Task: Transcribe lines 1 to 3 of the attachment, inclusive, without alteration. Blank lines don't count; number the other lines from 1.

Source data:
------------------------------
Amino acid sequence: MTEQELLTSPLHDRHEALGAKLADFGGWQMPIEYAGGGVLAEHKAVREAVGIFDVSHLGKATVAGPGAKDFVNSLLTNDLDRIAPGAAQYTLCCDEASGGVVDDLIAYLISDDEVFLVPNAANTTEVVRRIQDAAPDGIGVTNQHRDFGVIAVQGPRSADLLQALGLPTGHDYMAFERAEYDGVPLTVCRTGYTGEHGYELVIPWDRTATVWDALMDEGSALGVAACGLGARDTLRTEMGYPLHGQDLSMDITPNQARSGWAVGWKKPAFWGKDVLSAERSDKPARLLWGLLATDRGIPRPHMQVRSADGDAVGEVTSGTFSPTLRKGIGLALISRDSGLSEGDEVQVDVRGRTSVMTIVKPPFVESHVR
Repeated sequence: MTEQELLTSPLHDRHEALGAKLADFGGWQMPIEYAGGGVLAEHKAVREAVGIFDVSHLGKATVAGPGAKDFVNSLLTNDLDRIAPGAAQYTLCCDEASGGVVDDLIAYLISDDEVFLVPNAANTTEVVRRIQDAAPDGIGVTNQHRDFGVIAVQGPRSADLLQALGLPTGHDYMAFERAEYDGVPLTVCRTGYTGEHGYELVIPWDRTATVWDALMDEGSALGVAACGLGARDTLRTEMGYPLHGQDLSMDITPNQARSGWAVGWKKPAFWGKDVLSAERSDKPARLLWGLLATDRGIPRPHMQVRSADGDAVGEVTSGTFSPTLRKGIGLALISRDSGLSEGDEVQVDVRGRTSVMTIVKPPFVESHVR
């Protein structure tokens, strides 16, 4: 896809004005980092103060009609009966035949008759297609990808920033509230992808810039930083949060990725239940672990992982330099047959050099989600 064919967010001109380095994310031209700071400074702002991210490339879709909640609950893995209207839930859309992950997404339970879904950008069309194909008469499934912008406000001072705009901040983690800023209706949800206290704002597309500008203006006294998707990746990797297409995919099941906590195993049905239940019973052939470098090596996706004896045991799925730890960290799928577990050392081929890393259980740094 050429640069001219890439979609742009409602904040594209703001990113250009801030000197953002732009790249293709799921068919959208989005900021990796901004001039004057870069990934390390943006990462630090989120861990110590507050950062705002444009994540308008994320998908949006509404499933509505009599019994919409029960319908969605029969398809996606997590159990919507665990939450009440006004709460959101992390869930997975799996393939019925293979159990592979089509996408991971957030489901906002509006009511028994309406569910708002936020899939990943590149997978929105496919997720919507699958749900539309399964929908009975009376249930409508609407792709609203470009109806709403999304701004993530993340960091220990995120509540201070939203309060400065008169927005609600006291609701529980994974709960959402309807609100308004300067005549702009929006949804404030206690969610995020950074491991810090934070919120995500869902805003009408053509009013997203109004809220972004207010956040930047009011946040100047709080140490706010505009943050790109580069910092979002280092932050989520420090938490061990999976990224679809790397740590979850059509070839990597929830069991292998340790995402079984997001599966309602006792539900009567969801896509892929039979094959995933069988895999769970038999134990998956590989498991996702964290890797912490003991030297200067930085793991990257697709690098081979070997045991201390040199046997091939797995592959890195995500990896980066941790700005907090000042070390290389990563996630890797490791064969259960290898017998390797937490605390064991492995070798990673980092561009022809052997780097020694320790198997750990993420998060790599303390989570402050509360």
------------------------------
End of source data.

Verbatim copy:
Amino acid sequence: MTEQELLTSPLHDRHEALGAKLADFGGWQMPIEYAGGGVLAEHKAVREAVGIFDVSHLGKATVAGPGAKDFVNSLLTNDLDRIAPGAAQYTLCCDEASGGVVDDLIAYLISDDEVFLVPNAANTTEVVRRIQDAAPDGIGVTNQHRDFGVIAVQGPRSADLLQALGLPTGHDYMAFERAEYDGVPLTVCRTGYTGEHGYELVIPWDRTATVWDALMDEGSALGVAACGLGARDTLRTEMGYPLHGQDLSMDITPNQARSGWAVGWKKPAFWGKDVLSAERSDKPARLLWGLLATDRGIPRPHMQVRSADGDAVGEVTSGTFSPTLRKGIGLALISRDSGLSEGDEVQVDVRGRTSVMTIVKPPFVESHVR
Repeated sequence: MTEQELLTSPLHDRHEALGAKLADFGGWQMPIEYAGGGVLAEHKAVREAVGIFDVSHLGKATVAGPGAKDFVNSLLTNDLDRIAPGAAQYTLCCDEASGGVVDDLIAYLISDDEVFLVPNAANTTEVVRRIQDAAPDGIGVTNQHRDFGVIAVQGPRSADLLQALGLPTGHDYMAFERAEYDGVPLTVCRTGYTGEHGYELVIPWDRTATVWDALMDEGSALGVAACGLGARDTLRTEMGYPLHGQDLSMDITPNQARSGWAVGWKKPAFWGKDVLSAERSDKPARLLWGLLATDRGIPRPHMQVRSADGDAVGEVTSGTFSPTLRKGIGLALISRDSGLSEGDEVQVDVRGRTSVMTIVKPPFVESHVR
């Protein structure tokens, strides 16, 4: 896809004005980092103060009609009966035949008759297609990808920033509230992808810039930083949060990725239940672990992982330099047959050099989600 064919967010001109380095994310031209700071400074702002991210490339879709909640609950893995209207839930859309992950997404339970879904950008069309194909008469499934912008406000001072705009901040983690800023209706949800206290704002597309500008203006006294998707990746990797297409995919099941906590195993049905239940019973052939470098090596996706004896045991799925730890960290799928577990050392081929890393259980740094 050429640069001219890439979609742009409602904040594209703001990113250009801030000197953002732009790249293709799921068919959208989005900021990796901004001039004057870069990934390390943006990462630090989120861990110590507050950062705002444009994540308008994320998908949006509404499933509505009599019994919409029960319908969605029969398809996606997590159990919507665990939450009440006004709460959101992390869930997975799996393939019925293979159990592979089509996408991971957030489901906002509006009511028994309406569910708002936020899939990943590149997978929105496919997720919507699958749900539309399964929908009975009376249930409508609407792709609203470009109806709403999304701004993530993340960091220990995120509540201070939203309060400065008169927005609600006291609701529980994974709960959402309807609100308004300067005549702009929006949804404030206690969610995020950074491991810090934070919120995500869902805003009408053509009013997203109004809220972004207010956040930047009011946040100047709080140490706010505009943050790109580069910092979002280092932050989520420090938490061990999976990224679809790397740590979850059509070839990597929830069991292998340790995402079984997001599966309602006792539900009567969801896509892929039979094959995933069988895999769970038999134990998956590989498991996702964290890797912490003991030297200067930085793991990257697709690098081979070997045991201390040199046997091939797995592959890195995500990896980066941790700005907090000042070390290389990563996630890797490791064969259960290898017998390797937490605390064991492995070798990673980092561009022809052997780097020694320790198997750990993420998060790599303390989570402050509360």